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I know there's not much detail I'll be able to provide, but if the info below could give you a hint of what is going on, please help.

A colleague was sharing screen with me yesterday, using RHEL's default remote desktop software, and I was viewing the screen with TigerVNC which is also installed by default in CentOS. We were working on Netbeans.

The default .bashrc file was already in my colleague's PC, and I opened it and added a few aliases like alias f='cd ..;ls;pwd' and alias bashrc='gedit ~/.bashrc;source ~/.bashrc'. Then did a source ~/.bashrc. My colleague had also added some add-on's in Firefox a few days before the screenshare.

Everything was working fine, and we ended the screenshare session and both of us shutdown our systems. Nothing more was done.
Today morning when my colleague logged into the RHEL system, the .bashrc file was missing and on opening Firefox, the addon's that were installed were also missing. It was like as though Firefox was opened for the first time.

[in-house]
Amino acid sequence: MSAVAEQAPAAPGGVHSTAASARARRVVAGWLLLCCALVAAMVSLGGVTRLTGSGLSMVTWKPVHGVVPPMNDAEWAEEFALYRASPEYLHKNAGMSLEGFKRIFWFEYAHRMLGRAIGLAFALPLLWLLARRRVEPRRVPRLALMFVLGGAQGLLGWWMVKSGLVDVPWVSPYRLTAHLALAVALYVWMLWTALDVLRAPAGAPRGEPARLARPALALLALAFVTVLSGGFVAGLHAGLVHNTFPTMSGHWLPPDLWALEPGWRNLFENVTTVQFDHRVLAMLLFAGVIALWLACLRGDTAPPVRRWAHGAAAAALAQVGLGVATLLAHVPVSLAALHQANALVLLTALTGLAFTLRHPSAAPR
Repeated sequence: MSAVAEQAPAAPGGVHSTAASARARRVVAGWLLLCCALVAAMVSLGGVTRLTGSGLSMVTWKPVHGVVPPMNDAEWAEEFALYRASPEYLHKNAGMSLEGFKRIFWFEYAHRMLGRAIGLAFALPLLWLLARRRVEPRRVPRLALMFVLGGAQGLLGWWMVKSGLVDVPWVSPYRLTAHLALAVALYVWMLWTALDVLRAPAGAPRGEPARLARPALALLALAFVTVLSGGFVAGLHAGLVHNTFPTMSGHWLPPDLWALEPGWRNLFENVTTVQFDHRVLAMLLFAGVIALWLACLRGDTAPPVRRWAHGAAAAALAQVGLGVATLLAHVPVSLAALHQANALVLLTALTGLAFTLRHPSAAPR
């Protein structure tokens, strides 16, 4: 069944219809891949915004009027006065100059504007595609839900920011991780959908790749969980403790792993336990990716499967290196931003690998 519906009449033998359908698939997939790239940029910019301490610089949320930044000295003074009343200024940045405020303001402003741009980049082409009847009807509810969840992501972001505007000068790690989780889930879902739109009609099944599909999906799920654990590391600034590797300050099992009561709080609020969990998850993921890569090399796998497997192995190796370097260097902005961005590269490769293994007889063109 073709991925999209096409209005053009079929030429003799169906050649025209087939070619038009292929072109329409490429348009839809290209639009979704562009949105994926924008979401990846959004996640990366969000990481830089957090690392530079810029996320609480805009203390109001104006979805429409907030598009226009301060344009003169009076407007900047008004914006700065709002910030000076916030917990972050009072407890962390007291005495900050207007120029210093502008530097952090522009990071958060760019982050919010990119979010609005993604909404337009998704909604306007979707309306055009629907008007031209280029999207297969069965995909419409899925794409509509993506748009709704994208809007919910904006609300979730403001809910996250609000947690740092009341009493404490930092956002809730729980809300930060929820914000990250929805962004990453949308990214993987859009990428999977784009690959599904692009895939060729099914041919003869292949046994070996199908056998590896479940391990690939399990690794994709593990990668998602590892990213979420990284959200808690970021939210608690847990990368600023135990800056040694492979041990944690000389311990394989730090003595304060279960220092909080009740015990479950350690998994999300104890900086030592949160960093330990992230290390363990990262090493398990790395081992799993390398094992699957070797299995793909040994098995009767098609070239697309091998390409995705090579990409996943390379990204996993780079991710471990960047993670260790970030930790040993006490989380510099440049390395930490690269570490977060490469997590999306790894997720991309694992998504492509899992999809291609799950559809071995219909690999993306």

It's quite obvious that the profile settings disappeared, but what could cause this? Nobody accessed our systems after we had shutdown.

Any idea what could cause the user profile settings to just vanish?

ps: The settings of the root account were not affected.

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On finding the solution I thought of deleting this question, but considered leaving it here in case someone else goes through the same situation.

What happened that day, was that I had opened Nautilus (File explorer) menu and navigated to Edit -> Preferences -> Views -> Show hidden and backup files. After the Remote desktop sharing session was over, my colleague (who was new to Linux) opened up Nautilus and saw a lot of extra files (the hidden files which were now visible).

Not knowing where those files came from (and not wanting to delete them, just in case they were important), my colleague moved all of those hidden files into a separate folder, shutdown the system and went home for the weekend.

Returning back on Monday morning, my colleague had forgotten about the files that were moved, and was puzzled as to why all the profile settings suddenly vanished, and thought it happened because I had put in a few aliases in ~/.bashrc.

I later located those files and we had a good laugh about it.

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